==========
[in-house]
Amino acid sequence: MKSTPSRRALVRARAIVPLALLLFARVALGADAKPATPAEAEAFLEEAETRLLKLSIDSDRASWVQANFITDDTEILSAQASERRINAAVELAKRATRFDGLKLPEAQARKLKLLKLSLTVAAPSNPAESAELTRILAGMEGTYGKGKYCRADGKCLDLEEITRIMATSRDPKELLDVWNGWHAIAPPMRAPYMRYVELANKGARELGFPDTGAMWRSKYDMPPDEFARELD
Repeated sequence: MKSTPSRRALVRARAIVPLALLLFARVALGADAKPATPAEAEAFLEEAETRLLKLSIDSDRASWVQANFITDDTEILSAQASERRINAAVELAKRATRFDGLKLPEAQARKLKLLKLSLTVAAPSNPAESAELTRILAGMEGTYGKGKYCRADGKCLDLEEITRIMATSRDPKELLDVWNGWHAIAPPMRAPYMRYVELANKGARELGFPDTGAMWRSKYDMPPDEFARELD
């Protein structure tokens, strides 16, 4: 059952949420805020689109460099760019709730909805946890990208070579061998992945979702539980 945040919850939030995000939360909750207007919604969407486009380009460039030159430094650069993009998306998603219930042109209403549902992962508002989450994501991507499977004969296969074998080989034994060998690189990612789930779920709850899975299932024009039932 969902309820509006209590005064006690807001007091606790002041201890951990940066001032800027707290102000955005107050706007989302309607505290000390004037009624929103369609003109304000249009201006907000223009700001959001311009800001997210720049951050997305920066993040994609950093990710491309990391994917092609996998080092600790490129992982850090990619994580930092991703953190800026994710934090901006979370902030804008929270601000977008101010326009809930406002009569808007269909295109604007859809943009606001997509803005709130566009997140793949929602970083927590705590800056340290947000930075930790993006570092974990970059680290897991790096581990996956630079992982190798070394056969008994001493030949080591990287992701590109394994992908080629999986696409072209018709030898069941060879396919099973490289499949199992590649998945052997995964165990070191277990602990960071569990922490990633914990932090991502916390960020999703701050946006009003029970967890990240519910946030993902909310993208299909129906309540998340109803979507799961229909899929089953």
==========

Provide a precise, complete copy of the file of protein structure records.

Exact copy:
[in-house]
Amino acid sequence: MKSTPSRRALVRARAIVPLALLLFARVALGADAKPATPAEAEAFLEEAETRLLKLSIDSDRASWVQANFITDDTEILSAQASERRINAAVELAKRATRFDGLKLPEAQARKLKLLKLSLTVAAPSNPAESAELTRILAGMEGTYGKGKYCRADGKCLDLEEITRIMATSRDPKELLDVWNGWHAIAPPMRAPYMRYVELANKGARELGFPDTGAMWRSKYDMPPDEFARELD
Repeated sequence: MKSTPSRRALVRARAIVPLALLLFARVALGADAKPATPAEAEAFLEEAETRLLKLSIDSDRASWVQANFITDDTEILSAQASERRINAAVELAKRATRFDGLKLPEAQARKLKLLKLSLTVAAPSNPAESAELTRILAGMEGTYGKGKYCRADGKCLDLEEITRIMATSRDPKELLDVWNGWHAIAPPMRAPYMRYVELANKGARELGFPDTGAMWRSKYDMPPDEFARELD
């Protein structure tokens, strides 16, 4: 059952949420805020689109460099760019709730909805946890990208070579061998992945979702539980 945040919850939030995000939360909750207007919604969407486009380009460039030159430094650069993009998306998603219930042109209403549902992962508002989450994501991507499977004969296969074998080989034994060998690189990612789930779920709850899975299932024009039932 969902309820509006209590005064006690807001007091606790002041201890951990940066001032800027707290102000955005107050706007989302309607505290000390004037009624929103369609003109304000249009201006907000223009700001959001311009800001997210720049951050997305920066993040994609950093990710491309990391994917092609996998080092600790490129992982850090990619994580930092991703953190800026994710934090901006979370902030804008929270601000977008101010326009809930406002009569808007269909295109604007859809943009606001997509803005709130566009997140793949929602970083927590705590800056340290947000930075930790993006570092974990970059680290897991790096581990996956630079992982190798070394056969008994001493030949080591990287992701590109394994992908080629999986696409072209018709030898069941060879396919099973490289499949199992590649998945052997995964165990070191277990602990960071569990922490990633914990932090991502916390960020999703701050946006009003029970967890990240519910946030993902909310993208299909129906309540998340109803979507799961229909899929089953």